When it comes to micing a snare drum, the SM57 has pretty much dominated for the best part of 50 years. The SM57 adds just the right amount of low-end weight, while also adding presence and ‘crack’ to the drum. For this reason, the 57 is a go-to mic and has featured on countless records throughout music’s history.
Having a great sound, timeless design, and being built to last helped secure the SM57’s reputation, but it’s also essential to have the right mic technique for the best results.
Snare Drum Mic Technique
Micing a snare drum requires balancing between tone, isolation, and the practicality of how drummers play. The following guidelines will get you started:
In order to capture the complete snare sound, place the mic a good 4 inches away from the snare to ensure you capture the whole drum sound. Placing the mic too close will only capture the skin and will leave you with a dull, uninspiring tone. Distance will provide greater depth, but it’s also worth considering the proximity effect as you move the microphone further away. (Proximity Effect is an increase in low-frequency response when a sound source is close to the microphone)
2. Keep safe from stick hits
The SM57’s black swivel windscreen was never designed to be hit with drum sticks. Keeping your distance from the drum will avoid damage, but if this becomes a problem the newer beta57a features a hardened grill for peace of mind. The super-cardioid polar pattern also helps with greater isolation from other parts of the drum kit. Alternatively, you can protect your existing sm57 with a crash guard – Primacoustic makes one, which also helps to reduce spill.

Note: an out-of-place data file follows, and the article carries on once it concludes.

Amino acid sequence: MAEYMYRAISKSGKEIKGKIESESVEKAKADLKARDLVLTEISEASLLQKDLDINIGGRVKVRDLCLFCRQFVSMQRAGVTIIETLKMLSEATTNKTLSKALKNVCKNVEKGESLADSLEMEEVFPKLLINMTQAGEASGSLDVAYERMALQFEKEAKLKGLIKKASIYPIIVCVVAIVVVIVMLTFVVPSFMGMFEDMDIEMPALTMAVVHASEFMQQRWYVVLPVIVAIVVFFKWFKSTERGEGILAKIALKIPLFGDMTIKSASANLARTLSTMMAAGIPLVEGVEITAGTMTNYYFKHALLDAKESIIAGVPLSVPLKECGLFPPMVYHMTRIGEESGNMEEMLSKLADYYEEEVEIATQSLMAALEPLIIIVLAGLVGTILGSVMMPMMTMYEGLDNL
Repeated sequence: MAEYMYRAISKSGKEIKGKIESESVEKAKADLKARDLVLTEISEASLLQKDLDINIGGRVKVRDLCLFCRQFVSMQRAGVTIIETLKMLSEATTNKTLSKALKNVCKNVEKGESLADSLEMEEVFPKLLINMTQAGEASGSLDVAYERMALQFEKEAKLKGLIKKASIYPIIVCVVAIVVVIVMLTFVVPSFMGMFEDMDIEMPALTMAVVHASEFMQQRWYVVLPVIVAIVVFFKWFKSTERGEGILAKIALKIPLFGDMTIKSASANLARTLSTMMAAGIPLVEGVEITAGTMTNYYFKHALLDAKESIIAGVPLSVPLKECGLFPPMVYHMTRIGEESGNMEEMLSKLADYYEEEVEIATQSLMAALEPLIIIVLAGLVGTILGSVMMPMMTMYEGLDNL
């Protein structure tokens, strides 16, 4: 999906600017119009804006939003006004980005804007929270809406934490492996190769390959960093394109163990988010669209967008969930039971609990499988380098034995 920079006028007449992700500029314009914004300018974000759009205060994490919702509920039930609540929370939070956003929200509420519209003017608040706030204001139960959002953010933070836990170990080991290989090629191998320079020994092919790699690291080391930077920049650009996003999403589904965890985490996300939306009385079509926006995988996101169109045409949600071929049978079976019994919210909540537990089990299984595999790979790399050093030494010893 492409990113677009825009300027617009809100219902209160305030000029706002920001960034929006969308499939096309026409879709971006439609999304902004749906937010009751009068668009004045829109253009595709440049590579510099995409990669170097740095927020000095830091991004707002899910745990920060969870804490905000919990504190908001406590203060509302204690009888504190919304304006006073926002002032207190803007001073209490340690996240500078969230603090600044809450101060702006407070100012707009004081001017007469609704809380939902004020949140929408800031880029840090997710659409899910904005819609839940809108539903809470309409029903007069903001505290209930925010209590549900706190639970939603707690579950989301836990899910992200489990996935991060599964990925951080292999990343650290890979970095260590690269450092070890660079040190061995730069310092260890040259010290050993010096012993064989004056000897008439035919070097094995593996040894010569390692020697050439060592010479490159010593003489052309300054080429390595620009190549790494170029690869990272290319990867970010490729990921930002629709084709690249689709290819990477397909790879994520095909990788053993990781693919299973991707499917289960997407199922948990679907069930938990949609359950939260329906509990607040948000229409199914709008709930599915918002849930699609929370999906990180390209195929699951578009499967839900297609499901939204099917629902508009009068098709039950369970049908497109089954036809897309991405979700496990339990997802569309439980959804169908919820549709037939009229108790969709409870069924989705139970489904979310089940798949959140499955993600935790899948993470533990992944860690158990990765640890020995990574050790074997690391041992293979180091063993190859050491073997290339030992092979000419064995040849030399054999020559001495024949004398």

All engineers have strong preferences when it comes to microphone position, and the snare is no exception. As a general rule of thumb, placing the mic above the snare will capture the ‘crack’, while placing beneath will give you more ‘fizz’. Additionally, you can try placing it to the side for more ‘beef’. The most common method is to mic from the top; however some engineers will mic top and bottom for a balance between ‘crack’ and ‘fizz’. If you do choose this method, be sure to experiment with the phase button on your mixer or pre-amp. The phase relationship between top and bottom is invariably out of phase and inverting this on one channel will usually produce a better result.
4. Tune your drums
Finally, and perhaps most importantly – always tune your drums. The sound you capture can only ever be as good as the original sound source, so it’s important to get this right. Secondly, old drum heads are particularly difficult to tune. Therefore, you may consider changing the drum heads first – particularly when recording.
What Makes the SM57 Standout as the “Go To” Snare Drum Mic?
In the following video, recording engineer and producer Ron Nevison (Bad Company, Led Zeppelin and The Who) describes why the SM57 has endured such a sustained success throughout music history. In his words “The SM57 was almost made for snare drums.”